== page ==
Kathie, all those things sound great. We must all do what we can within the climates and constraints we are dealt. Whatever you achieve is going to be proof of concept to those around you. So go, girl, go! And I hope you'll post results and observations from time to time.

Lorna Jean, it sounds like you are in a typical renter situation, only one where you *know* that it's temporary. I have known very well the frustration of being unable to "invest" in land that I have confidence will be mine for years to come. Your day will come though. In the meantime, there are plenty of skills you can develop which are more portable than the average garden.

Margaret, oh, good! Thanks for joining in. I will follow your results with interest. I'm really looking forward to seeing what we can all do this year!

eatclosetohome said...

I'm in, Kate. If anyone wants my (admittedly insanely detailed, overkill) garden planning and harvest tracking spreadsheets, they are posted at my blog at http://wp.me/p8CIU-dy . My estimates show you could grow enough vegetable calories on 1/3 acre to feed two adults for a year - IF you can achieve Jeavons's minimum estimated yields.

I wonder if the Backyard Homestead figures include growing the feed for the chickens and pig?

Joel said...

Great idea. I should really do that.

One tiny quibble: Johnny Appleseed was a real estate developer. His tree nurseries were part of a complicated scheme that let him profit from efforts to own farms on the frontier.

Anonymous said...

You've motivated me to keep better track of what we produce in this new year from our little homestead.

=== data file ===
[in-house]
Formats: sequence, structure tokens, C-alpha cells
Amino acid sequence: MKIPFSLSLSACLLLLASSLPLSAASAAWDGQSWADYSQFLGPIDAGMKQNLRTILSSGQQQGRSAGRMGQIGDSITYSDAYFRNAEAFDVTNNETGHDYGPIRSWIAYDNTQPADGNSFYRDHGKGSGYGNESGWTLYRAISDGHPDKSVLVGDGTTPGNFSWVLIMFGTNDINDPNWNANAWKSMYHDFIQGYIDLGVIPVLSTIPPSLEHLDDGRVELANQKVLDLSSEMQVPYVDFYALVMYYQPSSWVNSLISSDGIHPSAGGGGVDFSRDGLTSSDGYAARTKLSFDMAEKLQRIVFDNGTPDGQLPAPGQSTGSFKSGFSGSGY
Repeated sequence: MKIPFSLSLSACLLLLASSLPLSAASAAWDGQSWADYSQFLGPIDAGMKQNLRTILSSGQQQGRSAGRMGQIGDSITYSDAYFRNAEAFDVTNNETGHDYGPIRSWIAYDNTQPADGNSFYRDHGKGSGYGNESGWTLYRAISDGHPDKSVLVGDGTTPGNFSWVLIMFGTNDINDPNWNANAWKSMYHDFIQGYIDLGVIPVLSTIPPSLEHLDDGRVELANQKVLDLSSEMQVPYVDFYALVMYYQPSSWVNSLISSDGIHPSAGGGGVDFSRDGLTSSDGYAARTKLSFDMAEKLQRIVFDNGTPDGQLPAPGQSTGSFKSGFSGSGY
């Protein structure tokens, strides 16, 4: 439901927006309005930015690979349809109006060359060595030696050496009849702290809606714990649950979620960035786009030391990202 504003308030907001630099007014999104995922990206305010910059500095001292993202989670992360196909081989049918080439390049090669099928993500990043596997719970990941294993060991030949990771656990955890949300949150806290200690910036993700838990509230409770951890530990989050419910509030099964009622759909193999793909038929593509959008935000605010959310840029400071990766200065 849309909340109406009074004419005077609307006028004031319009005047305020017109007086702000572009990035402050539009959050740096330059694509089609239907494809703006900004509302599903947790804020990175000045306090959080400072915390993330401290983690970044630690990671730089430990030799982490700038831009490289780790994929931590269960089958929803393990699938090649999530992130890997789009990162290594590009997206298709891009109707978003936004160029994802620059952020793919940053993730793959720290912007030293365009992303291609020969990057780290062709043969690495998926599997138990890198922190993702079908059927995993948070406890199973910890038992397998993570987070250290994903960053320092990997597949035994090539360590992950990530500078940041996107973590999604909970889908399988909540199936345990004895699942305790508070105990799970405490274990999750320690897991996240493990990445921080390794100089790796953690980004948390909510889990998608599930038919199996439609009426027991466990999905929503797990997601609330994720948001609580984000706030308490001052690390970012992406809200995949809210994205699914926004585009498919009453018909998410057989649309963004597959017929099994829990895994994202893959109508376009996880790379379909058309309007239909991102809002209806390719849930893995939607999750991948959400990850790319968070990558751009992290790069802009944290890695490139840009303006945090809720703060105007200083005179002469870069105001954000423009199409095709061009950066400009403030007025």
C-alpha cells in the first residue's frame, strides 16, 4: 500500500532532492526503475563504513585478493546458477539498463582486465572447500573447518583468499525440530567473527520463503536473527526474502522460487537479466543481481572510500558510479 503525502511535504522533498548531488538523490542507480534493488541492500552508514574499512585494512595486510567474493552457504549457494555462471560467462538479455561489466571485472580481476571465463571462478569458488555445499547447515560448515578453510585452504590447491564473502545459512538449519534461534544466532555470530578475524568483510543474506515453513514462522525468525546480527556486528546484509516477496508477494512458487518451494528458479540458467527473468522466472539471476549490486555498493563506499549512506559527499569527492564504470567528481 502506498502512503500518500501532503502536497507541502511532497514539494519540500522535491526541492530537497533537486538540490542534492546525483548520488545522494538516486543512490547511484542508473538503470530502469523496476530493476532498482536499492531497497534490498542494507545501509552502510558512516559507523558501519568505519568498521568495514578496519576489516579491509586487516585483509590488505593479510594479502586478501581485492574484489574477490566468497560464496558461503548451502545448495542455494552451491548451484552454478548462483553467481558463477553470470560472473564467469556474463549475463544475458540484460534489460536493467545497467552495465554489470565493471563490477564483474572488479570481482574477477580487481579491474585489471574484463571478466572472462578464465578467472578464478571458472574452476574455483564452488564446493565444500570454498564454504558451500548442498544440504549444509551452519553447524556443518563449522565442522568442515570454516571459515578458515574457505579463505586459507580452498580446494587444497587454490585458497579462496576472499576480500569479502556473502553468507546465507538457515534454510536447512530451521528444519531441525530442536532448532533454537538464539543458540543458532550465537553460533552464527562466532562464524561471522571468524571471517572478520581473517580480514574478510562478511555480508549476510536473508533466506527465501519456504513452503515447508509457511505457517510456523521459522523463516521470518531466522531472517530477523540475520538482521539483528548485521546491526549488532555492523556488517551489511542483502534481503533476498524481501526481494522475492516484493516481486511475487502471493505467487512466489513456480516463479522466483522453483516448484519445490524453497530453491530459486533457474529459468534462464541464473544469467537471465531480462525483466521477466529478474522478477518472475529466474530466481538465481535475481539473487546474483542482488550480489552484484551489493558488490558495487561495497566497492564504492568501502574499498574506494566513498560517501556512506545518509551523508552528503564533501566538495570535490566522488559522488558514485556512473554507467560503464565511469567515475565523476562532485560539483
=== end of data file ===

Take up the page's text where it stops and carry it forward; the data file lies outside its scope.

I'd also be really interested in hearing not only data about pounds of food produced, but also instances of neighbors working together either with their land, skills, and/or labor. Where we live in NEOhio everyone has large lots. We personally have 1.78 acres. Each of our adjoining neighbors has a similar lot. Imagine if we formed cooperative agreements to rotate livestock and engage in crop rotations together?

Kate said...

Eatclosetohome, thank you for posting that on your blog. I'll probably stick with what has worked for me, but I know others will find it useful.

Joel, please join the project! And thanks for the tip on Johnny. I was looking for cultural shorthand for altruistic planting, and he's the only one I can think of. Figures, that the reality didn't quite match the image.

Anon, awesome suggestion! Cooperative food production at the neighborhood level is leaps and bounds better than individual backyard plots. Aaron at Powering Down has discussed just such an arrangement in his suburban neighborhood a few times. Check out his blog:

http://poweringdown.blogspot.com/

Susanna a.k.a. Cheap Like Me said...